January 20th, 2018

GSAs, petitions, elections, renos and much more: Education stories in 2017

By Tim Kalinowski on January 3, 2018.

A single rose marked the now vacant place of PRSD trustee Kathy Cooper, who passed away from cancer on Aug. 29, at September's public board meeting. --NEWS FILE PHOTO


tkalinowski@medicinehatnews.com
@MHNTimKal

1. The Theodore Case verdict

The Theodore Case verdict delivered in April by the Court of Queen’s Bench in Saskatchewan after 10 years of legal argument stated, according to the judge’s interpretation of Saskatchewan constitutional law and the Sask. Education Act, that non-Catholic students had no right to receive public education funding if they choose to attend Catholic schools. The case was immediately subject to appeal at the Sask. Court of Appeals, but the ruling opened the door to an ongoing local debate between Rick Massini, vice-president of Public School Board Association at the time, and Medicine Hat Catholic Board of Education representatives. Alberta and Saskatchewan currently have parallel funding systems and similar constitutional provisions when it comes to public education. Public debate has only intensified over the course of the year, and was a central issue during Catholic board elections in October.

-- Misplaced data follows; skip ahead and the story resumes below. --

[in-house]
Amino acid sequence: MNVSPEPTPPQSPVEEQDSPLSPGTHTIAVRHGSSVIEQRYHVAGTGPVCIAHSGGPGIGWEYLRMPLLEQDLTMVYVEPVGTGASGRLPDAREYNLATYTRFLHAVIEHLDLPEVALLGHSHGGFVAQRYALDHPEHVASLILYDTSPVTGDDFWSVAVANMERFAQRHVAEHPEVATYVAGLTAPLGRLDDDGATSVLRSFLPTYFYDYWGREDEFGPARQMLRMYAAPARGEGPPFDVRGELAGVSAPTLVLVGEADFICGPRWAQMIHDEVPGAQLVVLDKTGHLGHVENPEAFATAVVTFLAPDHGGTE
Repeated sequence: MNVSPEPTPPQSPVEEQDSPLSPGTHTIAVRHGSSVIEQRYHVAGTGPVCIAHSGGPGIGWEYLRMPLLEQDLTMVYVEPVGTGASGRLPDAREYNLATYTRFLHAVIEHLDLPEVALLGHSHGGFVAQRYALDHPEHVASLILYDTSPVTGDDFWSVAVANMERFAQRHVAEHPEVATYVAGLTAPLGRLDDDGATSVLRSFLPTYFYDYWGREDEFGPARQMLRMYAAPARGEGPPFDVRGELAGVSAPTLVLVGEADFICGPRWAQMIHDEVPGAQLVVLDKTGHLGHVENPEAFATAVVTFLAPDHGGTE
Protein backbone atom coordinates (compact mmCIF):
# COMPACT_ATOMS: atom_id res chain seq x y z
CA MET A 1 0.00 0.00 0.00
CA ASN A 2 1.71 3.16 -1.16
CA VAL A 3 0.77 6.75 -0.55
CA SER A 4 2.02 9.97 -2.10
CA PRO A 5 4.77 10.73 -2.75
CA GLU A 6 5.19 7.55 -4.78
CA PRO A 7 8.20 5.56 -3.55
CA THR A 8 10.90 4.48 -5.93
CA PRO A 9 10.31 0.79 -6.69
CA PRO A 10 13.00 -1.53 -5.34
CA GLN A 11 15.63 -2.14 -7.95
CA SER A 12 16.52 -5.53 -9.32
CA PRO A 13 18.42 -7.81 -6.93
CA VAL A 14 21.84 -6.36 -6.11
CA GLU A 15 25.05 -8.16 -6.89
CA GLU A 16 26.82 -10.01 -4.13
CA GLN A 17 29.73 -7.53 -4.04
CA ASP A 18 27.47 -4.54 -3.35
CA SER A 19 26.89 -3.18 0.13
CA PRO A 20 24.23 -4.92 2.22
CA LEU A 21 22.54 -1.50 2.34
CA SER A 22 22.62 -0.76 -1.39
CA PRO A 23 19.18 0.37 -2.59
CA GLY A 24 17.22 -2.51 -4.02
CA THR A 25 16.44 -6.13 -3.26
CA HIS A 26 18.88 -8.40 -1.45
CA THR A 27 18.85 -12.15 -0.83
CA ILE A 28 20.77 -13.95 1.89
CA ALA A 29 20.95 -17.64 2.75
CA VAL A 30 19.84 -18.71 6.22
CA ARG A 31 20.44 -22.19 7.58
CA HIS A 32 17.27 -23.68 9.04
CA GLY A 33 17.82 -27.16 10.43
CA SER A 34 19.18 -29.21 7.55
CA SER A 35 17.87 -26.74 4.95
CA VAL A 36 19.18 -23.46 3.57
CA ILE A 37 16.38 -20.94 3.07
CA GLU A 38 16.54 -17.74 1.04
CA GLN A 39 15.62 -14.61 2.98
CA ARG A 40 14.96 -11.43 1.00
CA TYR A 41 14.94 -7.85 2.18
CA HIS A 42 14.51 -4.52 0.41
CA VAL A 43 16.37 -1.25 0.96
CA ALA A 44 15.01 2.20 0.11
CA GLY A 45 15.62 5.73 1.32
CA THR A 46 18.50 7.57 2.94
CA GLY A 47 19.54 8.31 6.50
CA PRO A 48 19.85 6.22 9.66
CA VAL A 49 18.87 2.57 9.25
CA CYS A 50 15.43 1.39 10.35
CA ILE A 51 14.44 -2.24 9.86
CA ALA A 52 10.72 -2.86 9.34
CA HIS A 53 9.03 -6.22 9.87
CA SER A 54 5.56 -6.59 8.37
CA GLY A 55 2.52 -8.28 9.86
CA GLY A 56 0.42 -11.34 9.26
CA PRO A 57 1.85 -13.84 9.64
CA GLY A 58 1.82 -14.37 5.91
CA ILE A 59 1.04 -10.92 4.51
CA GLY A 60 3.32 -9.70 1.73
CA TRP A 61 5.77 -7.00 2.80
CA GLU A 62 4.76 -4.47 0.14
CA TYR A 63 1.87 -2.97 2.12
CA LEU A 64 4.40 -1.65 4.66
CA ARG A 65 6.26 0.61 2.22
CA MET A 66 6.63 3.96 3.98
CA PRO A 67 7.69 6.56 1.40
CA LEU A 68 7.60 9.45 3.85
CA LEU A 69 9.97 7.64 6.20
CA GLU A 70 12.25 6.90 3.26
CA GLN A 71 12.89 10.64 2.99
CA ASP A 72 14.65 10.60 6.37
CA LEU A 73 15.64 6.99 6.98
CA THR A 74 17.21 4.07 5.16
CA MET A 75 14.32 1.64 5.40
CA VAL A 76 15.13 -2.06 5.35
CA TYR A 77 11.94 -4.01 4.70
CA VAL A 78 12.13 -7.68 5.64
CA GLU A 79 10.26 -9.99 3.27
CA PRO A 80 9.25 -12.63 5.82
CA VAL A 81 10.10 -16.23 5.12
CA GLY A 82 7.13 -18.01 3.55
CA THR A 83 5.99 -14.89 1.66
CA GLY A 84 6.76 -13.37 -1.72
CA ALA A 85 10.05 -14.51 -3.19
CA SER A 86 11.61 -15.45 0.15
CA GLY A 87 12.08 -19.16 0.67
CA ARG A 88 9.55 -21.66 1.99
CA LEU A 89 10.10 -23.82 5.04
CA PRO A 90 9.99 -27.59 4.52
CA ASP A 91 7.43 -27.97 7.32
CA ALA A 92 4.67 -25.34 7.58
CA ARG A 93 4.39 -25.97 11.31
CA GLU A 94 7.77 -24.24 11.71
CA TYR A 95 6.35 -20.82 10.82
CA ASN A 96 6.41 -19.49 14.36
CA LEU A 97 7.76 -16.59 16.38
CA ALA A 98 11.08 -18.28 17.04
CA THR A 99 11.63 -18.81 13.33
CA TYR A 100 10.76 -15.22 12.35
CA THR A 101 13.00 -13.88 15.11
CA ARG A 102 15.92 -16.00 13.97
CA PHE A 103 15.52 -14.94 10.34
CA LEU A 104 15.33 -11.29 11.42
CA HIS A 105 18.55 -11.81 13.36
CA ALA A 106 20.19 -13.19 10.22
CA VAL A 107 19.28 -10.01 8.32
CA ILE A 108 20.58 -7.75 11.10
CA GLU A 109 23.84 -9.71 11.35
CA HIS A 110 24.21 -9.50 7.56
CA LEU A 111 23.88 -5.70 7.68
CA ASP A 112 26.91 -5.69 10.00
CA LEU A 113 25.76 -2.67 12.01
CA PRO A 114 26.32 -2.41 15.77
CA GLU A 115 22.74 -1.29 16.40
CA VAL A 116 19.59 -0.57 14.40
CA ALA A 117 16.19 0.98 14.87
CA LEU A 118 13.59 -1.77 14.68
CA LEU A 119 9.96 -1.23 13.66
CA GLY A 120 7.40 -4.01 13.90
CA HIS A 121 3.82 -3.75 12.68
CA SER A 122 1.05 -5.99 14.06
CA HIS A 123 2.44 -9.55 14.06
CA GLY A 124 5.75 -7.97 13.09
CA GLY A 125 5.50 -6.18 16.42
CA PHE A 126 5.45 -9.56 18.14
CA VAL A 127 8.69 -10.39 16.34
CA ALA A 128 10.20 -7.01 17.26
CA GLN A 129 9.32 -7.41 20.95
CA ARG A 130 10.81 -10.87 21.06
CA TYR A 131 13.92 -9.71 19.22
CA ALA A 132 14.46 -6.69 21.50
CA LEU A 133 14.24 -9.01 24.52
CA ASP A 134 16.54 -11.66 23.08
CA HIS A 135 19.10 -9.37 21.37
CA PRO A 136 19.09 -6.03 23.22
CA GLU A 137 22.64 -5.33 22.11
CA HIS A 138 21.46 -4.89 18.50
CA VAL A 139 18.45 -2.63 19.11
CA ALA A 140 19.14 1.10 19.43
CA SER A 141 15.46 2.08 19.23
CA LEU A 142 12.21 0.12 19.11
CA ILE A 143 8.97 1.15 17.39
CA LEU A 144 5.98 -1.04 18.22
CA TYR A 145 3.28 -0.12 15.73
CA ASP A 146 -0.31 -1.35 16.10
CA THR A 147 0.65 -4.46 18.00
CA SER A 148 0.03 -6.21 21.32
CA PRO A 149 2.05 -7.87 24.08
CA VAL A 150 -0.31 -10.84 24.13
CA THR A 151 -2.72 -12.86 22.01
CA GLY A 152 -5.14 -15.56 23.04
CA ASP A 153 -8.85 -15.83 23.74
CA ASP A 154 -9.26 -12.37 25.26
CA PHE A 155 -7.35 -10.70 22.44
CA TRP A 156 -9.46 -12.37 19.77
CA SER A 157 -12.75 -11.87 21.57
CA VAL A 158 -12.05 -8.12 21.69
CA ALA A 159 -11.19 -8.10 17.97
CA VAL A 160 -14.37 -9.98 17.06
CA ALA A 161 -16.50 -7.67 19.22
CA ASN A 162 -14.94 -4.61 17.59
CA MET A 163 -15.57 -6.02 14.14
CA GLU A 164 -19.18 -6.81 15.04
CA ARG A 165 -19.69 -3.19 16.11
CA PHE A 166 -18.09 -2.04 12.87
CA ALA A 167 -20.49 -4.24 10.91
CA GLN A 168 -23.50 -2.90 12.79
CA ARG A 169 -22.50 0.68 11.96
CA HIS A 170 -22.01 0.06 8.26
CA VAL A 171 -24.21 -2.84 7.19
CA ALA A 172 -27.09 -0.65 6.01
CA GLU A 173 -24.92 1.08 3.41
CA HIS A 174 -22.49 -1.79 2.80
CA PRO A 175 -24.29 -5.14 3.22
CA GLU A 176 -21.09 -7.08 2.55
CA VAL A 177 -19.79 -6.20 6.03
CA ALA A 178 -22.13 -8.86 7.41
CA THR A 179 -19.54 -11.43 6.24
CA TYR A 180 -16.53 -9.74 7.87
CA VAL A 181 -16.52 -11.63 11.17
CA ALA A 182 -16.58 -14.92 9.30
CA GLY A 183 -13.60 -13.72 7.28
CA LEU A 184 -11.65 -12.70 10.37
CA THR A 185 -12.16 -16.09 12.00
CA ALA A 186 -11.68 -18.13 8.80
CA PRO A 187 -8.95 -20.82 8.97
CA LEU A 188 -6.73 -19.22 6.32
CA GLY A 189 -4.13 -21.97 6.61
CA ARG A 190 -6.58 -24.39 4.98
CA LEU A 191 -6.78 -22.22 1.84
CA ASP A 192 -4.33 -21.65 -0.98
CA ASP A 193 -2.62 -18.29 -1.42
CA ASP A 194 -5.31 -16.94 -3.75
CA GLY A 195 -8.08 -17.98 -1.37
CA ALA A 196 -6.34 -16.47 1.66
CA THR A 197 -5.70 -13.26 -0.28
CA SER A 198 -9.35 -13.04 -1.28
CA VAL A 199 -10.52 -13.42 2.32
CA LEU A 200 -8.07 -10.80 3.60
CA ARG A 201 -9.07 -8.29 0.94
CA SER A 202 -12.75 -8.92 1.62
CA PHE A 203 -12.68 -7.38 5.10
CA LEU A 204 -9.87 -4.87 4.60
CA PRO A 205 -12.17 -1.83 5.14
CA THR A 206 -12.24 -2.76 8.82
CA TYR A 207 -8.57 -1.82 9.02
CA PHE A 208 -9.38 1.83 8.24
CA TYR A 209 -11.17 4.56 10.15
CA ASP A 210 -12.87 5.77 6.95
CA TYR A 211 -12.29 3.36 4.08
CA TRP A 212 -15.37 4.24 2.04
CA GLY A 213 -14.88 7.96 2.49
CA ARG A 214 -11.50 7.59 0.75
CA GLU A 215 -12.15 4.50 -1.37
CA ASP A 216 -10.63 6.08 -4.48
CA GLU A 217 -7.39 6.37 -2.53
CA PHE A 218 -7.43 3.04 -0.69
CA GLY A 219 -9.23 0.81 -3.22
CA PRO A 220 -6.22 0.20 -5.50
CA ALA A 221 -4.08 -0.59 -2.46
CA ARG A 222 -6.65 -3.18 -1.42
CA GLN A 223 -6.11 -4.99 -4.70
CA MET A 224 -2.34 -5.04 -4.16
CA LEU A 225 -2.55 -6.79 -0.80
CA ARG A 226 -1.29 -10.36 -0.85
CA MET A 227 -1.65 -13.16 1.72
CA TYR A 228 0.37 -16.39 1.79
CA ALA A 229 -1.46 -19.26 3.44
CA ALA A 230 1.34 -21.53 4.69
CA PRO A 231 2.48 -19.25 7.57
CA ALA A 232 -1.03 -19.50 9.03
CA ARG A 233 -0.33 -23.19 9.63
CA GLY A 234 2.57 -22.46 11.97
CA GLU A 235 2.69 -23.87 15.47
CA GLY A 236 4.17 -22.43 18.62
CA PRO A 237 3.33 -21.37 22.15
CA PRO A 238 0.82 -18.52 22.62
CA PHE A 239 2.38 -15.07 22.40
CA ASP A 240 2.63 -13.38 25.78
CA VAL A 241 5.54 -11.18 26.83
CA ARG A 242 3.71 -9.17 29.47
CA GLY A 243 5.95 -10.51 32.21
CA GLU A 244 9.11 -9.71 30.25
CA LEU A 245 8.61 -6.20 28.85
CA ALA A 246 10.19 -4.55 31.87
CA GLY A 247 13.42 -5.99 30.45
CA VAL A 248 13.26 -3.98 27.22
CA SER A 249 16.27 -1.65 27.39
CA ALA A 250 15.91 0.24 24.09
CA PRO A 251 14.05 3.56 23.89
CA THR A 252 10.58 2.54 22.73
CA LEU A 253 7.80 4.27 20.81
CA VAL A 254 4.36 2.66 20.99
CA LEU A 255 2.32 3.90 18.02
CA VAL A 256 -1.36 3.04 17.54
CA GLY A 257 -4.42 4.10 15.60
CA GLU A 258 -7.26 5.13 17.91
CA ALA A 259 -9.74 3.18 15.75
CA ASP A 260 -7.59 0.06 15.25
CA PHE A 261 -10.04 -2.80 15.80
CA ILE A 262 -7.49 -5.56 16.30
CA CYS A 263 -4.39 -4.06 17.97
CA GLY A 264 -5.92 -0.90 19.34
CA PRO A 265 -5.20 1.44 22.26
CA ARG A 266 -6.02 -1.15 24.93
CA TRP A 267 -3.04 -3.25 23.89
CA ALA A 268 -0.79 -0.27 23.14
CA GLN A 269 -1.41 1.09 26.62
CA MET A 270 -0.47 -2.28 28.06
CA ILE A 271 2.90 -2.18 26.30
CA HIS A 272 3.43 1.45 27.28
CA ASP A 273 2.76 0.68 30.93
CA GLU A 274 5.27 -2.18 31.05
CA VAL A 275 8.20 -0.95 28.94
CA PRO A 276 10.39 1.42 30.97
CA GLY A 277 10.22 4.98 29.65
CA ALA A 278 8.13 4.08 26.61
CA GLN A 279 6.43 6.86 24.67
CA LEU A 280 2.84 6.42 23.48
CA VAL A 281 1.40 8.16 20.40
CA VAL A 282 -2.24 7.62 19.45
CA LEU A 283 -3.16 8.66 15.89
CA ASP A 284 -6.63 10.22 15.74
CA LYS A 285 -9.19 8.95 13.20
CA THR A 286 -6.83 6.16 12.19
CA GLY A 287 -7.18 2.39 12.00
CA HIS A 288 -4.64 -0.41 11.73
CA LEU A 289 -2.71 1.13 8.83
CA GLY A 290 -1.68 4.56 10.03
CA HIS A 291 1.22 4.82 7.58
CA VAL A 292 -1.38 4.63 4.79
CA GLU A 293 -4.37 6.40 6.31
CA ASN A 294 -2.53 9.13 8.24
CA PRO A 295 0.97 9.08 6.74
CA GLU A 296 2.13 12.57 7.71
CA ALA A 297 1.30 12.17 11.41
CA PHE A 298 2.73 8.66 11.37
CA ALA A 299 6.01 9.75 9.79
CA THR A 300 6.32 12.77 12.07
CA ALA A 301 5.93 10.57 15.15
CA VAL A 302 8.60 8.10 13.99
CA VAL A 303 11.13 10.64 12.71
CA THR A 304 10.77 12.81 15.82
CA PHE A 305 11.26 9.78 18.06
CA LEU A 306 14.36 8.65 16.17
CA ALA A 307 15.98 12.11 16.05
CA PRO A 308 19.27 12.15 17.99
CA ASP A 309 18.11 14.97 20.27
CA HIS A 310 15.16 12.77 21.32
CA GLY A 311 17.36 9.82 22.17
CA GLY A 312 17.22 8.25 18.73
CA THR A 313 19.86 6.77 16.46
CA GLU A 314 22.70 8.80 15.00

2. Petition rejected

After a nearly year-long fight, SD76’s board of trustees rejected for a final time in July a “Concerned Parents of SD76” petition, which sought to repeal or review the board’s Policy 622 on “Gender Identity and Sexual Orientation.” Policy 622 established the right for local students to form confidential Gay-Straight Alliance (GSA) clubs in schools. The year started out with a court battle between SD76 and Concerned Parents over the group’s petition, wherein the Court of Queen’s Bench sided with the school division in its interpretation of its insufficiency brought forward at the end of 2016. After the court case a series of back and forths took place as Concerned Parents tried to meet the court’s concerns only to have its petition deemed insufficient and rejected three more times by SD76. During this period, the board also tweaked the wording of Policy 622 to allow educators, without coercion, to speak with students to consider approaching their parents if they are struggling with questions of gender or sexual identity.

3. School openings and renovations

New school openings and major renovations dominated our education coverage for much of the year. Here is the complete list:

-The Medicine Hat Roman Catholic Separate School District No. 21 had substantial renovations completed at Monsignor McCoy High School, and its newly-built St. John Paul II Elementary School will have full classes starting in the fall 2018 semester.